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Hum Mol Genet. 2001 Apr;10(7):735-40.

Deficient DNA mismatch repair: a common etiologic factor for colon cancer.

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Division of Human Cancer Genetics, Comprehensive Cancer Center, Ohio State University, 690 Tzagournis Medical Research Facility, 420 West 12th Avenue, Columbus, OH 43210, USA.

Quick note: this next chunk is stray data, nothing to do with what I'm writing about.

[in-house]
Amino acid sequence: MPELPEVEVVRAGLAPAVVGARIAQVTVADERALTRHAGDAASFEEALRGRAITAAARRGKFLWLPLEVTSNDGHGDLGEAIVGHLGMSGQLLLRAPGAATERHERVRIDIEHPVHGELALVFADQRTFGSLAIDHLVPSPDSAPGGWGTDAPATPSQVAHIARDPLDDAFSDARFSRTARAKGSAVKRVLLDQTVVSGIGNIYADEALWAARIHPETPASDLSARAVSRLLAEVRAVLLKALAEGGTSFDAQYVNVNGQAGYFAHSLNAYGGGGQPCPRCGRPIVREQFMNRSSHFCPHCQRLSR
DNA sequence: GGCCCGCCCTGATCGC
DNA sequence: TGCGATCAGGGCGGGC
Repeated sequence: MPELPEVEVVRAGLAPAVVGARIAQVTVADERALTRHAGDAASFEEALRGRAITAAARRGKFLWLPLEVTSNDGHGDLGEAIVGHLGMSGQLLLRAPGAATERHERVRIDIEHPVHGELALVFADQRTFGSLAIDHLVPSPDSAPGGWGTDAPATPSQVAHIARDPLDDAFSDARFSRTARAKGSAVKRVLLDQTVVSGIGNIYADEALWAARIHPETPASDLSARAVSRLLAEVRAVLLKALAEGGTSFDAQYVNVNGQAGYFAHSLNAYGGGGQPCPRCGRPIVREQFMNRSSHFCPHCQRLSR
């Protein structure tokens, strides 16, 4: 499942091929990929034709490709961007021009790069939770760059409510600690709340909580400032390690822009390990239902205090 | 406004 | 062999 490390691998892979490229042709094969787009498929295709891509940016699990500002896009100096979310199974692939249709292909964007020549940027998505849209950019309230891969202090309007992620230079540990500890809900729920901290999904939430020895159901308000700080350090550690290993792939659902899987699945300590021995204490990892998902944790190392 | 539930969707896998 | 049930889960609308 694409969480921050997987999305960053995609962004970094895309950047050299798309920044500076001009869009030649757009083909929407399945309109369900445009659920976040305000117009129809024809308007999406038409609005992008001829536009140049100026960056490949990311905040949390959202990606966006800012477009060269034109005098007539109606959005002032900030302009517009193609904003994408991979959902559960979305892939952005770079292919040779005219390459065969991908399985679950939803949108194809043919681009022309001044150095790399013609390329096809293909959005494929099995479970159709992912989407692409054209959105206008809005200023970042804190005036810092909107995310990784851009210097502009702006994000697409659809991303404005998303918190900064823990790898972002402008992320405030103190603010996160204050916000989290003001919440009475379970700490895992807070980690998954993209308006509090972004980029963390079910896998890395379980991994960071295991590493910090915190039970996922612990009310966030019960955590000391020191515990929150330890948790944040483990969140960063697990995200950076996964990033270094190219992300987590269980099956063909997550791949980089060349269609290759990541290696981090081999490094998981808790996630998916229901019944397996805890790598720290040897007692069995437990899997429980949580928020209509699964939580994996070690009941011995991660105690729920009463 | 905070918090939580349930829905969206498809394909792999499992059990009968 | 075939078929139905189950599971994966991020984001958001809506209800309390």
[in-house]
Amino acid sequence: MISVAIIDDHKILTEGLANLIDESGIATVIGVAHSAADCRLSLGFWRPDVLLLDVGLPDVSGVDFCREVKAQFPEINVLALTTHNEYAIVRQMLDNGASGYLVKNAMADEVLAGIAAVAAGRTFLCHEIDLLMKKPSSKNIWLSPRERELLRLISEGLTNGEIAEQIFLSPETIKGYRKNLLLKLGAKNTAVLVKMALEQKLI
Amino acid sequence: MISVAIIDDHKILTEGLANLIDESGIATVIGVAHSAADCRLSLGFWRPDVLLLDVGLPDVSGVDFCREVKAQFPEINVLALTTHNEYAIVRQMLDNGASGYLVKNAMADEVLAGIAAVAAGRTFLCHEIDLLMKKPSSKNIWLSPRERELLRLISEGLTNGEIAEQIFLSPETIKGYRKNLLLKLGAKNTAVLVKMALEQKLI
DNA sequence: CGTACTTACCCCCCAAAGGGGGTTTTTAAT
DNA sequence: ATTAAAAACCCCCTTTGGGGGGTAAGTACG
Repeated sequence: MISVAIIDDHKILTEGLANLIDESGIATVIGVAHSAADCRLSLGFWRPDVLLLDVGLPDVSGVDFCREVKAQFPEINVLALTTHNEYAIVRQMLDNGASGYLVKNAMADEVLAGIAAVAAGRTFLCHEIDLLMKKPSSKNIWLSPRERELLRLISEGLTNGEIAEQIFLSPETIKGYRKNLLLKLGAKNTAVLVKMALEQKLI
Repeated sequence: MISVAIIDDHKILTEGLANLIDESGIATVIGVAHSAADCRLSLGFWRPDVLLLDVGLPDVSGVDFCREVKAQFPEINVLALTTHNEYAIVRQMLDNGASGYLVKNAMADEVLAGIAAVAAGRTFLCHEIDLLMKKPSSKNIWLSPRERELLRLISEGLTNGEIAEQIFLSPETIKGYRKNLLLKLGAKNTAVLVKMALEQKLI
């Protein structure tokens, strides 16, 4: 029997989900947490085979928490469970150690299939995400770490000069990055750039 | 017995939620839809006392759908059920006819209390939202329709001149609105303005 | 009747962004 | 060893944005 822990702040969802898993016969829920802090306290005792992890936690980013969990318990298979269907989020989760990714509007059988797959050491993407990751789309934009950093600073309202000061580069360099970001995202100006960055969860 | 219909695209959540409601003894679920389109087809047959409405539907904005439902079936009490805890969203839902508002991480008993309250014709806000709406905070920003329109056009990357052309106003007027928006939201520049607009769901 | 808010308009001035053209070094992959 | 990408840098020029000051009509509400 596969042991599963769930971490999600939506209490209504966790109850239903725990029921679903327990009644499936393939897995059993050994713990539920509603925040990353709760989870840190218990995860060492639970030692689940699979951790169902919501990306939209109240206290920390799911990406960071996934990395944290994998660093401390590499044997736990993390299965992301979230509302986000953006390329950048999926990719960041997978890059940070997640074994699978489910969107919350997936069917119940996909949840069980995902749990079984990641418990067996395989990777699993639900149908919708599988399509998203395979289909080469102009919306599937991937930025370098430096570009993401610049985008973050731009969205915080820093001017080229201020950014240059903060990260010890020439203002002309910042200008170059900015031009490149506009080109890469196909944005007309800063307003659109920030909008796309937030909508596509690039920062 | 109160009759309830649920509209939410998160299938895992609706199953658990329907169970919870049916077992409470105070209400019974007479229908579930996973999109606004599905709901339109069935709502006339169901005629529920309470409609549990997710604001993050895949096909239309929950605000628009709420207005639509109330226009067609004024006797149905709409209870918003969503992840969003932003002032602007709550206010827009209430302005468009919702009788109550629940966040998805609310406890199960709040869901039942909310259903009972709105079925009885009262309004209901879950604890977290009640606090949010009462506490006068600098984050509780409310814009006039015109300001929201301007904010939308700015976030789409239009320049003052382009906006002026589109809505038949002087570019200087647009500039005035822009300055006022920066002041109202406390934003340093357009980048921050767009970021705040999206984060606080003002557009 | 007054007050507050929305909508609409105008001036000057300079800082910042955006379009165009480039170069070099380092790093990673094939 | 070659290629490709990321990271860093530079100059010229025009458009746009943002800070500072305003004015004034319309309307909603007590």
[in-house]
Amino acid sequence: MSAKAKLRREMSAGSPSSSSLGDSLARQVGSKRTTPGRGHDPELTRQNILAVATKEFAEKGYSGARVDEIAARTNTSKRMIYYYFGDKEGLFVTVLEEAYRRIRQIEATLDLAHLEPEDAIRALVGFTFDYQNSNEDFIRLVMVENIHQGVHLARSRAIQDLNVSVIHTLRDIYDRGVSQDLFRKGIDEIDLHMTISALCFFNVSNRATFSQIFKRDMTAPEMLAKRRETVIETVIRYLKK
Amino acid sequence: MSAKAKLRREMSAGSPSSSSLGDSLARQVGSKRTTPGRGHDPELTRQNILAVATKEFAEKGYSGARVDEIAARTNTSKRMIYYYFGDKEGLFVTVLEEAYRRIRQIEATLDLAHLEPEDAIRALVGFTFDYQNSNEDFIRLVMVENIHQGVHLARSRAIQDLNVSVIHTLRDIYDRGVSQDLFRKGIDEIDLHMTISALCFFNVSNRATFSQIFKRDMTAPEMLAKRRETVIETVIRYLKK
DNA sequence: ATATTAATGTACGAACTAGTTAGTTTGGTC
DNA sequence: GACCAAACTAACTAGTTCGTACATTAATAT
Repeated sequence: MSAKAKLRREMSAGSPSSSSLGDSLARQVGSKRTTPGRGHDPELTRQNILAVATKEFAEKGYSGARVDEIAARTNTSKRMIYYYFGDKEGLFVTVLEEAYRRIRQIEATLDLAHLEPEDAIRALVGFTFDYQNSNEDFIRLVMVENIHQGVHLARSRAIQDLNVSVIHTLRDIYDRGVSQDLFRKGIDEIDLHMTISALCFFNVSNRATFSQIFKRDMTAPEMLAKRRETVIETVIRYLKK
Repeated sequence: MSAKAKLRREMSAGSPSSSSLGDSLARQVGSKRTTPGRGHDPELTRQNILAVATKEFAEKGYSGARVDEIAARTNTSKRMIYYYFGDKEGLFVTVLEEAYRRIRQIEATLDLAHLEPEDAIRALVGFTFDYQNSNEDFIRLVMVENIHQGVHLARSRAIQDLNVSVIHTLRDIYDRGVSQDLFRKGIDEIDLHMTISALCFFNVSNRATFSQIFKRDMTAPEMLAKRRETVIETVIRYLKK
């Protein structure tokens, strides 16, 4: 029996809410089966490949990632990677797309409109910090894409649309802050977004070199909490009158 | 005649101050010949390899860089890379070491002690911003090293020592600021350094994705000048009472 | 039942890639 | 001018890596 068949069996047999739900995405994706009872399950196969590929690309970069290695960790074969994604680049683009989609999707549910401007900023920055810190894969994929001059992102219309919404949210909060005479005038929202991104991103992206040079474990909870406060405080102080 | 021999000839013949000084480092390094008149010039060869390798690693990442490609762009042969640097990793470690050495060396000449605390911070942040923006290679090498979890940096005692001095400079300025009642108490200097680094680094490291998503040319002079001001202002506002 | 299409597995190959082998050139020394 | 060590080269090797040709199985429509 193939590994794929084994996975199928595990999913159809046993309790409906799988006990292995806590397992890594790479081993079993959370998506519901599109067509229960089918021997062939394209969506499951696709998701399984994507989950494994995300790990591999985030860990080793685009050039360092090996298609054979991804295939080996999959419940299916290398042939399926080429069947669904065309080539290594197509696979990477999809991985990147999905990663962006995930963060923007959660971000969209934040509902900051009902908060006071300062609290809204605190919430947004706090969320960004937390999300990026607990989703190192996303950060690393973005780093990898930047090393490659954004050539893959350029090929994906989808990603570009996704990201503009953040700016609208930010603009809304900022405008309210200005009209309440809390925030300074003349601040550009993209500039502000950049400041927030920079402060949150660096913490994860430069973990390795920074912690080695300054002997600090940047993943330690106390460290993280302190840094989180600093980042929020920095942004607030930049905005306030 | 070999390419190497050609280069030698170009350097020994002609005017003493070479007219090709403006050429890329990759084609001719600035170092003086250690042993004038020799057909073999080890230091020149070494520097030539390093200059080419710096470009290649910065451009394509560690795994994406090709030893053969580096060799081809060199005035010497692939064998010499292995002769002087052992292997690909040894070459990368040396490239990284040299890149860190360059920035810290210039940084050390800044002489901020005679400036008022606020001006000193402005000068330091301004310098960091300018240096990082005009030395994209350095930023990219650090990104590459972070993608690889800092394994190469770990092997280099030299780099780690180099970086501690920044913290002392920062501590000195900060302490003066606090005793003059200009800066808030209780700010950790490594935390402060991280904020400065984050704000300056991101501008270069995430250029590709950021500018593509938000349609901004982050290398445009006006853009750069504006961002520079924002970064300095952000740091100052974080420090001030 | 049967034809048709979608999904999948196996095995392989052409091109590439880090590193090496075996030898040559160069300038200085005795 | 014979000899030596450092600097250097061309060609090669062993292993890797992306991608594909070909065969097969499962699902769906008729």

Hereditary non-polyposis colon cancer (HNPCC), the most common form of hereditary colon cancer, is a syndrome of deficient DNA mismatch repair (MMR). Five, possibly six, human MMR genes have been identified that, when mutated in the germline, cause susceptibility to this syndrome. To date, more than 300 different predisposing mutations are known, mainly affecting the MMR genes MLH1 ( approximately 50%), MSH2 ( approximately 40%) and MSH6 ( approximately 10%). Genetically predisposed individuals carry a defective copy of an MMR gene in every cell. Somatic inactivation of the remaining wild-type copy in a target tissue, typically colon, gives rise to a profound repair defect, progressive accumulation of mutations and cancer. Instability at short tandem repeat sequences, microsatellites, is a typical manifestation of MMR deficiency and apart from HNPCC tumors, occurs in approximately 15% of sporadic colon and other tumors. The majority of the latter cases are attributable to one particular MMR gene, MLH1, and unlike HNPCC, an epigenetic rather than a genetic mechanism plays an important role in the inactivation of this gene. The present review provides an update of the genetics of HNPCC and more generally, of cancer development driven by deficient MMR. Recent discoveries suggest that apart from post-replication repair, MMR proteins have several other functions that are highly relevant to carcinogenesis. Knowledge of the complex interplay between the MMR system and other cellular pathways allows us to better understand the phenotypic manifestations of HNPCC and other cancers with deficient MMR.

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